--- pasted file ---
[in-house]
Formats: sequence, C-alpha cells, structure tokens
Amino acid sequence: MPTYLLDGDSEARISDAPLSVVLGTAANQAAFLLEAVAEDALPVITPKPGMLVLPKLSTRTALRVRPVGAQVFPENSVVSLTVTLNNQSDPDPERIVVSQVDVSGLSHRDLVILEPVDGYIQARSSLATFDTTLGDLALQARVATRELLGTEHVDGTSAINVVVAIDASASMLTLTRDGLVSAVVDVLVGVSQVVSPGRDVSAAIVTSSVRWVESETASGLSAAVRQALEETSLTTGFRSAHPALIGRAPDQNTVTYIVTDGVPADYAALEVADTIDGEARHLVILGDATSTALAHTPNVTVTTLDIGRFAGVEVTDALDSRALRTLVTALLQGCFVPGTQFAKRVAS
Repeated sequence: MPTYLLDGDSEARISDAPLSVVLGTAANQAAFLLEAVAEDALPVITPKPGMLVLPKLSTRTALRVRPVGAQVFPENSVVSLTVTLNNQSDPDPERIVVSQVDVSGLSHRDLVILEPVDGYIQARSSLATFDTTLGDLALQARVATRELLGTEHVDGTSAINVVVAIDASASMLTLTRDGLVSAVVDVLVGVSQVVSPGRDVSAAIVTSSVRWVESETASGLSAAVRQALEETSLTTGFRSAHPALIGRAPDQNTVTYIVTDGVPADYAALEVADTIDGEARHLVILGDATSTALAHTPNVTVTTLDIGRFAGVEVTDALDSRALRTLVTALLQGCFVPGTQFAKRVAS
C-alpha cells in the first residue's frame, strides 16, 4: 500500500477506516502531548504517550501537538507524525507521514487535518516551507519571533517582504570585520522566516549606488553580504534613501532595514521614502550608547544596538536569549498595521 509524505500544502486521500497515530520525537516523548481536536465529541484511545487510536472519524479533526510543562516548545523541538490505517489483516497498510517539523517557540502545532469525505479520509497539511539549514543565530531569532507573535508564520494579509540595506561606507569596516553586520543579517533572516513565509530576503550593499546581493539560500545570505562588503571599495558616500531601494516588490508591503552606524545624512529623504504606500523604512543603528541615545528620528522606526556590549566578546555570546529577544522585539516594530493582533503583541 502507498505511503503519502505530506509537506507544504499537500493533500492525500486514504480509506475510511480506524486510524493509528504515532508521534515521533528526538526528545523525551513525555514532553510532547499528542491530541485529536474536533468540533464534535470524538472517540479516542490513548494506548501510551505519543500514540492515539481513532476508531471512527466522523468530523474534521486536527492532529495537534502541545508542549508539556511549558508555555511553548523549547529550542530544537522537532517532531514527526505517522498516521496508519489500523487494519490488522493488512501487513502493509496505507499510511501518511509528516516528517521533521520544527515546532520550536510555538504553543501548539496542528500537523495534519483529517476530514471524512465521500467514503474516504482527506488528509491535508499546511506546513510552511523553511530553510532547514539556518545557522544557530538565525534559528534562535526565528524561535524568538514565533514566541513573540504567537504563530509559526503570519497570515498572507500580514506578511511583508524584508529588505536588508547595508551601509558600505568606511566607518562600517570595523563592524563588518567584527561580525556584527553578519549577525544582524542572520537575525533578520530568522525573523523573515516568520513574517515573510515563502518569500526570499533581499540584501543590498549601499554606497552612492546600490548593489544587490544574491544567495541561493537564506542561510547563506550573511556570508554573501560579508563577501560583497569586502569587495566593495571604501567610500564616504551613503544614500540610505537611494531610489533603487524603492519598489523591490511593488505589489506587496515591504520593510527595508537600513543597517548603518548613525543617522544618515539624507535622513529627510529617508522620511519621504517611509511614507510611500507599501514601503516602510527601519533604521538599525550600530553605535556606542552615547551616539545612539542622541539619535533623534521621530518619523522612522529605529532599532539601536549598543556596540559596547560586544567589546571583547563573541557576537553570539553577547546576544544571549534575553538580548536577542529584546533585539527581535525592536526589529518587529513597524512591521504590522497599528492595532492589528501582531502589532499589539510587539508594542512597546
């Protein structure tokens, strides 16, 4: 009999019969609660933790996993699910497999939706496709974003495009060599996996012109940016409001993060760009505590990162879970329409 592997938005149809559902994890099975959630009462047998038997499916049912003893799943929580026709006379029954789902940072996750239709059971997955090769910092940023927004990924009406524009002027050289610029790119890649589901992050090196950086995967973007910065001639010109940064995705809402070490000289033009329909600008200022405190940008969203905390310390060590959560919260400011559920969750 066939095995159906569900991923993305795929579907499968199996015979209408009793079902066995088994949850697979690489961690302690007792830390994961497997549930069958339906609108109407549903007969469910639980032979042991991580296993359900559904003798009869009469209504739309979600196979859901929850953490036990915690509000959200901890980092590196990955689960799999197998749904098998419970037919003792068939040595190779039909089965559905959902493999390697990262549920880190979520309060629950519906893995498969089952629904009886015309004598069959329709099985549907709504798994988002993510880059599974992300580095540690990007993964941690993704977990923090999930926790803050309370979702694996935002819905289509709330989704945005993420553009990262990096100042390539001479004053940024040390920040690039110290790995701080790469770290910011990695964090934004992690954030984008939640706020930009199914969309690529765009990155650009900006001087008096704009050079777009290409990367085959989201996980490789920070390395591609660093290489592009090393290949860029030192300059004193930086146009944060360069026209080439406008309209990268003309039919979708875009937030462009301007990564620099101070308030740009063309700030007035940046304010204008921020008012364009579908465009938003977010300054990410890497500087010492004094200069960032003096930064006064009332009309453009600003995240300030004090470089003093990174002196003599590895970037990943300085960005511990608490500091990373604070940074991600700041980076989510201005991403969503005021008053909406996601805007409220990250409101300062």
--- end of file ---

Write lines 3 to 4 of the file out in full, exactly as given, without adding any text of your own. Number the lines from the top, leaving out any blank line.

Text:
Amino acid sequence: MPTYLLDGDSEARISDAPLSVVLGTAANQAAFLLEAVAEDALPVITPKPGMLVLPKLSTRTALRVRPVGAQVFPENSVVSLTVTLNNQSDPDPERIVVSQVDVSGLSHRDLVILEPVDGYIQARSSLATFDTTLGDLALQARVATRELLGTEHVDGTSAINVVVAIDASASMLTLTRDGLVSAVVDVLVGVSQVVSPGRDVSAAIVTSSVRWVESETASGLSAAVRQALEETSLTTGFRSAHPALIGRAPDQNTVTYIVTDGVPADYAALEVADTIDGEARHLVILGDATSTALAHTPNVTVTTLDIGRFAGVEVTDALDSRALRTLVTALLQGCFVPGTQFAKRVAS
Repeated sequence: MPTYLLDGDSEARISDAPLSVVLGTAANQAAFLLEAVAEDALPVITPKPGMLVLPKLSTRTALRVRPVGAQVFPENSVVSLTVTLNNQSDPDPERIVVSQVDVSGLSHRDLVILEPVDGYIQARSSLATFDTTLGDLALQARVATRELLGTEHVDGTSAINVVVAIDASASMLTLTRDGLVSAVVDVLVGVSQVVSPGRDVSAAIVTSSVRWVESETASGLSAAVRQALEETSLTTGFRSAHPALIGRAPDQNTVTYIVTDGVPADYAALEVADTIDGEARHLVILGDATSTALAHTPNVTVTTLDIGRFAGVEVTDALDSRALRTLVTALLQGCFVPGTQFAKRVAS